Country: UK / others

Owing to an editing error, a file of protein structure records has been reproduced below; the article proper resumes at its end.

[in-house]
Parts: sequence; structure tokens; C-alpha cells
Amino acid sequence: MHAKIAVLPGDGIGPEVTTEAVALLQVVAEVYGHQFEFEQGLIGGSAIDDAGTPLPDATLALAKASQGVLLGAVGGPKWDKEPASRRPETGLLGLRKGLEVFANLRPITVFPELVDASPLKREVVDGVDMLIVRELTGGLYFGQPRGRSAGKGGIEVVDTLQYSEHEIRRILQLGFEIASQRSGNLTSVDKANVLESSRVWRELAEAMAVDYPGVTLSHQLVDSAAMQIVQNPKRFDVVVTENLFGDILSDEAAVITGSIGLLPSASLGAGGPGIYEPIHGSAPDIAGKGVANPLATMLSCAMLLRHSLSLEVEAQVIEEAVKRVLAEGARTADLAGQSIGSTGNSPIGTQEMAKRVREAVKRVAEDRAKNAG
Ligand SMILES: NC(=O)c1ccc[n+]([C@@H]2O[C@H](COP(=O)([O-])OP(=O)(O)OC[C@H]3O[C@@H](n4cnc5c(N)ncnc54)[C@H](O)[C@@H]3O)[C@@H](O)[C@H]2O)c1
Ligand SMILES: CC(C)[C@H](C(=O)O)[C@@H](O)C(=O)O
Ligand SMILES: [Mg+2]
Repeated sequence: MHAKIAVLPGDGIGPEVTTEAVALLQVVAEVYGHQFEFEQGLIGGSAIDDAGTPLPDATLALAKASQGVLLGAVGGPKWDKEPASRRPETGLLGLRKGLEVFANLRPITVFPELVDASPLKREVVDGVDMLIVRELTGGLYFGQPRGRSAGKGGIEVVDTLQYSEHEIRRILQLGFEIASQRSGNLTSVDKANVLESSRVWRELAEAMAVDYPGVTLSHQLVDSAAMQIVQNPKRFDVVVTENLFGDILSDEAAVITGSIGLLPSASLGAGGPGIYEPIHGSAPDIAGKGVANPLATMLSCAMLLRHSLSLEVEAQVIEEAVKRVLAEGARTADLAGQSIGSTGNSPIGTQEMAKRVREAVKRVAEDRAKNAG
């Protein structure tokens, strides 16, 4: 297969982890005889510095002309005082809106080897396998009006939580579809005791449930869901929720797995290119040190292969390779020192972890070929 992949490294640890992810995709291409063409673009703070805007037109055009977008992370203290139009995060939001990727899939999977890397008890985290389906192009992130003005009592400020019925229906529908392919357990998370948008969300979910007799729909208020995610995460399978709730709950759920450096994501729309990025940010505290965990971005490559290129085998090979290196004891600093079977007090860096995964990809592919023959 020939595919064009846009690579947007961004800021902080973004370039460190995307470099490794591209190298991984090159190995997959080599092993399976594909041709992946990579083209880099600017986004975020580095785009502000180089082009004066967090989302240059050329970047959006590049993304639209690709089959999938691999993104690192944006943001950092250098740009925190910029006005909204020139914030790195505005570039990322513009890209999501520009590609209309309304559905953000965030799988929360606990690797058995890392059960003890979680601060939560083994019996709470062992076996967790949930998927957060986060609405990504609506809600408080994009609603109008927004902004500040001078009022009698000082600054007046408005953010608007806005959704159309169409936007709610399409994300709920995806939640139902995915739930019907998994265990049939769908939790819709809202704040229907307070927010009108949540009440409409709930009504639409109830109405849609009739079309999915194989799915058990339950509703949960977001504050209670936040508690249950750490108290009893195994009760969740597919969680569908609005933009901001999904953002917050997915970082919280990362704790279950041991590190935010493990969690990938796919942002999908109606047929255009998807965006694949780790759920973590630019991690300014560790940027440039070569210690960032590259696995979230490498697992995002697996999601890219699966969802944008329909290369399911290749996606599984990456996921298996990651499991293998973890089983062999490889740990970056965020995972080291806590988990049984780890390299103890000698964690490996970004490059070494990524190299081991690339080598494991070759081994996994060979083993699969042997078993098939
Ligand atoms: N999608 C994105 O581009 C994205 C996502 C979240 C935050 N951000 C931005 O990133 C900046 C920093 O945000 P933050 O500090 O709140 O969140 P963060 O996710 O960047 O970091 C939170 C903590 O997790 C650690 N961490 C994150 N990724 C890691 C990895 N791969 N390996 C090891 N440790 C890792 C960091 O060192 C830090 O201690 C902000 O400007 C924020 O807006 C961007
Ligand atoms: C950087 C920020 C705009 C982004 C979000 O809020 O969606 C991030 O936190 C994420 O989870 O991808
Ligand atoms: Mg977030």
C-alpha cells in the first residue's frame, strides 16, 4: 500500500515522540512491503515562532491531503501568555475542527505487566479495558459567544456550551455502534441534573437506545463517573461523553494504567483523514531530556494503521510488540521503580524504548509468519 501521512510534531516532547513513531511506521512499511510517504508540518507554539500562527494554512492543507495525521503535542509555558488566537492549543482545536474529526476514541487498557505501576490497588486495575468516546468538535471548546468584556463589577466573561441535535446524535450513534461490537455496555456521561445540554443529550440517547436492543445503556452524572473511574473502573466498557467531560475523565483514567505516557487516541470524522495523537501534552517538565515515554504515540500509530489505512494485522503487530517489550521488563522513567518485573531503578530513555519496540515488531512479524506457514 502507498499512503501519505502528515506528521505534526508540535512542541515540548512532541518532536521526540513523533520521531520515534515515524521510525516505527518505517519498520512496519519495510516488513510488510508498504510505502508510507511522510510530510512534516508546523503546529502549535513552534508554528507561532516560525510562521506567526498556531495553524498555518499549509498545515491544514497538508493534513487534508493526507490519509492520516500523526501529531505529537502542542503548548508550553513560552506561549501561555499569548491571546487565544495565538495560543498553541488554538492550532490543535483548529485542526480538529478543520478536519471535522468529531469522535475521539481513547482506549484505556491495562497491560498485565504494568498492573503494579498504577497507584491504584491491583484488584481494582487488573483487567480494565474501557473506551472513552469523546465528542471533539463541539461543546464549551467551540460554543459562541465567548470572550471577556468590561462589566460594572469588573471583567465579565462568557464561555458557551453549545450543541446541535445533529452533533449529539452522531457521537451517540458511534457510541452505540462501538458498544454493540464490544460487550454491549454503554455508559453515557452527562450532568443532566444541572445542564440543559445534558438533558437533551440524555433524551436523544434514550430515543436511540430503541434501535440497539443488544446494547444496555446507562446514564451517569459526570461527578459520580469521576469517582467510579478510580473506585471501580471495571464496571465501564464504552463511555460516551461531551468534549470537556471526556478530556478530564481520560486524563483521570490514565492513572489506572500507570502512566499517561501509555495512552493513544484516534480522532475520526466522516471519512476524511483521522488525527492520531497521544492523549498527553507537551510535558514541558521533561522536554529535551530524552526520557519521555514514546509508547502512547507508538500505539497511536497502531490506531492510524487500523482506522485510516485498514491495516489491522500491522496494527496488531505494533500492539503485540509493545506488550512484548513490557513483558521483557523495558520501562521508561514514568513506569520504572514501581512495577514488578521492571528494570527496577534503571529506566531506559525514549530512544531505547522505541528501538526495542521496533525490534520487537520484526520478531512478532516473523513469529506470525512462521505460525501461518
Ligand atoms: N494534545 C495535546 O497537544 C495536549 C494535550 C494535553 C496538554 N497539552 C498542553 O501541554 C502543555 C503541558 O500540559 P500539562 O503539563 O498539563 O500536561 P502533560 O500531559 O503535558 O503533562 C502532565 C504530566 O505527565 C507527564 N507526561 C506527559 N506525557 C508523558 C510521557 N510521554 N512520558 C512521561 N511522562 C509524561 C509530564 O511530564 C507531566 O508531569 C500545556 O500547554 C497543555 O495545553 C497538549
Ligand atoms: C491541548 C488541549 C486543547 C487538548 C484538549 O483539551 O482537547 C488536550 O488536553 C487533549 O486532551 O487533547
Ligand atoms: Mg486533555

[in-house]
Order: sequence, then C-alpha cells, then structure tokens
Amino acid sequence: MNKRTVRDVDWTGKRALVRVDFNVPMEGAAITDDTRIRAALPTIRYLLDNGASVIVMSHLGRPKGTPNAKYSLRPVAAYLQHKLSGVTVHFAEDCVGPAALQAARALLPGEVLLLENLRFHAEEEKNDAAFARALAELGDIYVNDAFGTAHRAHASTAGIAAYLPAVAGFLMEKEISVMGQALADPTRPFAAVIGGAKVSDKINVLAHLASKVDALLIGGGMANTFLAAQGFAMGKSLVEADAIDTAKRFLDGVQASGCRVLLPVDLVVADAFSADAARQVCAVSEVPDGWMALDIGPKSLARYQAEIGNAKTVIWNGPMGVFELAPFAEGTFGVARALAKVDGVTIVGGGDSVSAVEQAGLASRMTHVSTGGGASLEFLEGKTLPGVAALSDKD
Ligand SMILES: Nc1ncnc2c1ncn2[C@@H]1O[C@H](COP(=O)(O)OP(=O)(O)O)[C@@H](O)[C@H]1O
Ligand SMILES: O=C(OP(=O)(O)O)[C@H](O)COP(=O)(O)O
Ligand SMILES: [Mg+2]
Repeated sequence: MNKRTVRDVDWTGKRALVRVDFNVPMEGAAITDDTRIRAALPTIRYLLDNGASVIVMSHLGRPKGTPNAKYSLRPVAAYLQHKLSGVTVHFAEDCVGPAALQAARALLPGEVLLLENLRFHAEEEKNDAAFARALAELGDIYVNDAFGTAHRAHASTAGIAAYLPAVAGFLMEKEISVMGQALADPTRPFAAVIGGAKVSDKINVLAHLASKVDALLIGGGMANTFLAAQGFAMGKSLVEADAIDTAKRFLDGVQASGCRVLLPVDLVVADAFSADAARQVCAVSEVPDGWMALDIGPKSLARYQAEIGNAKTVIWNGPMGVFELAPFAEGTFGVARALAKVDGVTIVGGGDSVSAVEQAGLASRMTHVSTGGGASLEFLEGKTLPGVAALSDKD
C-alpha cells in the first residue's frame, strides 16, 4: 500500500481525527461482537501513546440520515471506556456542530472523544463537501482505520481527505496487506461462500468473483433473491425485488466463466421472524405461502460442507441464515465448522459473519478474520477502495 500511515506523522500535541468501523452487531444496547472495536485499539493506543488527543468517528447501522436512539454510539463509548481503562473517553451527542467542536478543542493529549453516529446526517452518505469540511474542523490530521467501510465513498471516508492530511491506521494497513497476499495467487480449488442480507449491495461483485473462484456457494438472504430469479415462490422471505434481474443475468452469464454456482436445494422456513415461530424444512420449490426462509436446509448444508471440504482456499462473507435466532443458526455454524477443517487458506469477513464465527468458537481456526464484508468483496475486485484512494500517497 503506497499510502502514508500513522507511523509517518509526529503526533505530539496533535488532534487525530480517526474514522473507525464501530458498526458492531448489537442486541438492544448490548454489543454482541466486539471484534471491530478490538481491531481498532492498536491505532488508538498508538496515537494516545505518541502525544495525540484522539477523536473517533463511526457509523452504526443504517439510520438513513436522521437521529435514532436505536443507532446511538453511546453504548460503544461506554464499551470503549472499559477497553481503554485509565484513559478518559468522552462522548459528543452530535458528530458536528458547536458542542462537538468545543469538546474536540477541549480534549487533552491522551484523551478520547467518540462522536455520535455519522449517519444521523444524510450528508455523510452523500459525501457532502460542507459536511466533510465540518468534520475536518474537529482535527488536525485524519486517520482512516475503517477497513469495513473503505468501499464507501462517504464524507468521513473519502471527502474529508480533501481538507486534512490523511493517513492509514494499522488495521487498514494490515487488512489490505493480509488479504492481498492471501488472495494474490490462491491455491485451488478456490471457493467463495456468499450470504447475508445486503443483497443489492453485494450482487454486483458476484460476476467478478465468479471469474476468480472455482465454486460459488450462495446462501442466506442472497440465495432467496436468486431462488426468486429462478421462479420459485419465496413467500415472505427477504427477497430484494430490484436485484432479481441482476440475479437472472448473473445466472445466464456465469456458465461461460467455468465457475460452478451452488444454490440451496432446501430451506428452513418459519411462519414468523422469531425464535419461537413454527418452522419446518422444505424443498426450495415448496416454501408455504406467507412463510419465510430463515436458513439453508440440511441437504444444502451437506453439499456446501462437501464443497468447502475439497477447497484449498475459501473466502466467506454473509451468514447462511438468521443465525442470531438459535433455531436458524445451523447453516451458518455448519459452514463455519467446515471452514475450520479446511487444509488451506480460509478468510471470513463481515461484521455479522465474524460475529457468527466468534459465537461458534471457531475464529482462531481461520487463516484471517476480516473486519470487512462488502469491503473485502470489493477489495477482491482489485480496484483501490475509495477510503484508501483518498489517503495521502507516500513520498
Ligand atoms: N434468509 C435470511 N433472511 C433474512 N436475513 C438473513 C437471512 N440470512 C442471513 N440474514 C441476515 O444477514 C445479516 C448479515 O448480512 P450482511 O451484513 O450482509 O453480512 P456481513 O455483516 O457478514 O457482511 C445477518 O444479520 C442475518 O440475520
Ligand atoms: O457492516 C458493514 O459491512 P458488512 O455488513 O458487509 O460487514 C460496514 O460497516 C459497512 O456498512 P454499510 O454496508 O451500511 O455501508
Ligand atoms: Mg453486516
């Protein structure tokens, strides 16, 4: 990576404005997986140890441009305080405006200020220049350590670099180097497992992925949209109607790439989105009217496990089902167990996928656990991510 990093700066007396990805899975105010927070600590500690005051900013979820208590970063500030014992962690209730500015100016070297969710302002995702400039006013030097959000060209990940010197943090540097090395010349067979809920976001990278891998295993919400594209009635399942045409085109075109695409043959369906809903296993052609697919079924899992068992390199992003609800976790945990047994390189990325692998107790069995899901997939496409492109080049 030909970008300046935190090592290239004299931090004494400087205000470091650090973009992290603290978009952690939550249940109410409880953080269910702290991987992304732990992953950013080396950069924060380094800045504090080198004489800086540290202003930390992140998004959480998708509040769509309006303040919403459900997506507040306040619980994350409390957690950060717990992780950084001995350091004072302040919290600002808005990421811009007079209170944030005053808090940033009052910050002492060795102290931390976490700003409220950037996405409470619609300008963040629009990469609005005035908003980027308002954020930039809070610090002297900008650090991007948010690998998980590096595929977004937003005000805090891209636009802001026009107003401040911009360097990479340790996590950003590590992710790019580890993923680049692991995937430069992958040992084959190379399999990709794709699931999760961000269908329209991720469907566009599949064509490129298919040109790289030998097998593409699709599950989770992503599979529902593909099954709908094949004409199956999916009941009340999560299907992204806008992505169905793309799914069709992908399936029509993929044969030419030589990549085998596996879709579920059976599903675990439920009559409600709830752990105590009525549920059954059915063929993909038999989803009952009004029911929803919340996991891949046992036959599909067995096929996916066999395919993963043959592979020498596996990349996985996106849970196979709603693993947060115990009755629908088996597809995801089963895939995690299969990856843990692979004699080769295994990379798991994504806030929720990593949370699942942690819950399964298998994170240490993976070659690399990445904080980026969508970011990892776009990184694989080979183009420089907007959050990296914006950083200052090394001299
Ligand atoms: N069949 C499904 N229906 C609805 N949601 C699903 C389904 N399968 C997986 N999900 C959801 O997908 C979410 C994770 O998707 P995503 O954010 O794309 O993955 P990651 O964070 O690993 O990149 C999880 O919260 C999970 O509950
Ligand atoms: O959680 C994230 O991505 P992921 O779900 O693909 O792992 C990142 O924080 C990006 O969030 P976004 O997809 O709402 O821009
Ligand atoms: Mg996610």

Movie Review: As an admirer of Ken Loach’s past works, I must say that “Jimmy’s Hall” doesn’t totally let us down but also doesn’t have the importance and beauty of some of his realistic works from the past. The film tells the true story of Jimmy Gralton, Irish communist and political activist in the 30’s, returned to his rural hometown after ten years in New York. Jimmy (Barry Ward) left due to political divergences, but this time he says he just wants quietness and to help his mom in the family farm. With the support of Oonagh (Simone Kirby), a former lover who still has feelings for him, and the aid of his old chaps and some new young followers, he decides to reopen ‘the Hall’, a place where people could talk freely, learn music and boxing, and especially dance. The town’s priest, Father Sheridan (Jim Norton), who will be joined by other conservative fanatics, saw this act as a sacrilege. Sooner than expected, church, politicians and army will start to stalk Jimmy and his friends, resolute fighters of a different battle, this time not against the English or their supporters, but against the overbearing, strict hands of an old-fashioned church. “Jimmy’s Hall” doesn’t have the thrilling intensity of Loach’s awarded Irish classic, “The Wind that Shakes the Barley”, and its words are not so inflamed that touch our souls, but on the other hand, it provides us with pertinent questions, allying festivity ambiances to the complex worlds of religion and politics. The performances were just regular, yet a word for the appealing cinematography of Robbie Ryan, who already had worked with this director in “The Angel’s Share” and in two modern indie gifts by Andrea Arnold, “Fish Tank” and “Wuthering Heights”.